“We will form a committee to study and review whatever terms that were agreed to previously,” Housing and Local Government Minister Zuraida Kamaruddin told a press conference on Tuesday.
She added: “We will engage with all the agencies involved and also the developer; then we see what is the best way forward.”
Since returning to power after his opposition coalition won the majority of seats in the Malaysian General Election in May, Mahathir has been trying to pull out of several costly China-backed projects, including a major rail link that costs $20 billion.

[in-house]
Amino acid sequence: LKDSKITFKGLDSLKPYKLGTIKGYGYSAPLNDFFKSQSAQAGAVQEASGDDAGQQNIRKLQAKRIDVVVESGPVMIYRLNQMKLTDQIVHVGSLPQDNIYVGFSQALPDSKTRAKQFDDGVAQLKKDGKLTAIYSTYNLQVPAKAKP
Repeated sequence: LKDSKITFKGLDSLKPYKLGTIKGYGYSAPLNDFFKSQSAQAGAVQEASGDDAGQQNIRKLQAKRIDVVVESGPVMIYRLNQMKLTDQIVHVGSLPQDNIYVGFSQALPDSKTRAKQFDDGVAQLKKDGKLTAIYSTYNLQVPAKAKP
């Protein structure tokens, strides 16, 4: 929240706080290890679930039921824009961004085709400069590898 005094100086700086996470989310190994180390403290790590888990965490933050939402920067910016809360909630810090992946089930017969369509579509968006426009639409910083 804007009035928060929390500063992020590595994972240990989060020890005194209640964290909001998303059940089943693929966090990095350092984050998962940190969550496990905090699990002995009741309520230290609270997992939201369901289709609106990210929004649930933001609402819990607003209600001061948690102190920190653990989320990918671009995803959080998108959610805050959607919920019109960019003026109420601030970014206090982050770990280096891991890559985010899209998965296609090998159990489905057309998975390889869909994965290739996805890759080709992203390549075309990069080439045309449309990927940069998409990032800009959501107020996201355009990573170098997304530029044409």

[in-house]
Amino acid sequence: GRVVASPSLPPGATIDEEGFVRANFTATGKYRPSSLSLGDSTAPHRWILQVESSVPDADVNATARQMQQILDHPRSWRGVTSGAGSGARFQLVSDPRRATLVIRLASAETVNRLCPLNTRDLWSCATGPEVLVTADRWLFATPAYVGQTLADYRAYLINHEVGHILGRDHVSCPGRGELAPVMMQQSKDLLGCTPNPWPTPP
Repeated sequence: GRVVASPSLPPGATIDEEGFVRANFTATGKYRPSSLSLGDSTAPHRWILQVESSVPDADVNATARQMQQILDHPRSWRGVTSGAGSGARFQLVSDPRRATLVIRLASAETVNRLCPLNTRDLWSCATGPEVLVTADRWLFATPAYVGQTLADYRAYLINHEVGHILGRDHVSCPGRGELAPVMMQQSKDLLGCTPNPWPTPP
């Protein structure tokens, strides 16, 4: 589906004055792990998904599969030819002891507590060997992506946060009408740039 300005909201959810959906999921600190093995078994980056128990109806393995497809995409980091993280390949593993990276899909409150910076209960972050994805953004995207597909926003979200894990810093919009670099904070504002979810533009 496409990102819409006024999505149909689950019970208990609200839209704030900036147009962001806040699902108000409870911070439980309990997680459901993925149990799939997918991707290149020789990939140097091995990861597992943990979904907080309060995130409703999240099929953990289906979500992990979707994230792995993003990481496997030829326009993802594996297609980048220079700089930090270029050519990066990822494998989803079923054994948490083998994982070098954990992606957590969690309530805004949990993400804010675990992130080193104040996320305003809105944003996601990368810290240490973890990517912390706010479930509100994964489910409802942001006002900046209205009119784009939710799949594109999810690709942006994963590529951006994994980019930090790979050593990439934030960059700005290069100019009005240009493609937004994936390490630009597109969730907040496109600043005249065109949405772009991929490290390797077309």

His latest comment about the ban on foreign investors caused Forest City’s Hong Kong-listed Chinese developer, Country Garden, shares to fall as much as 3.5 percent in early trade on Tuesday.
The prime minister’s office also issued a statement on Tuesday that said foreigners who buy properties in Malaysia do not automatically qualify for residency in the country.
Mahathir’s office did, however, state: “The government reiterates that it welcomes foreign direct investment that contributes to the transfer of technology, provides employment for locals and the setting up of industries.”
Although the statement did not specifically single out Forest City, the project has largely drawn the attention of Chinese nationals looking to relocate via the Malaysia My Second Home (MM2H) programme, which offers foreigners long-stay visas of up to 10 years.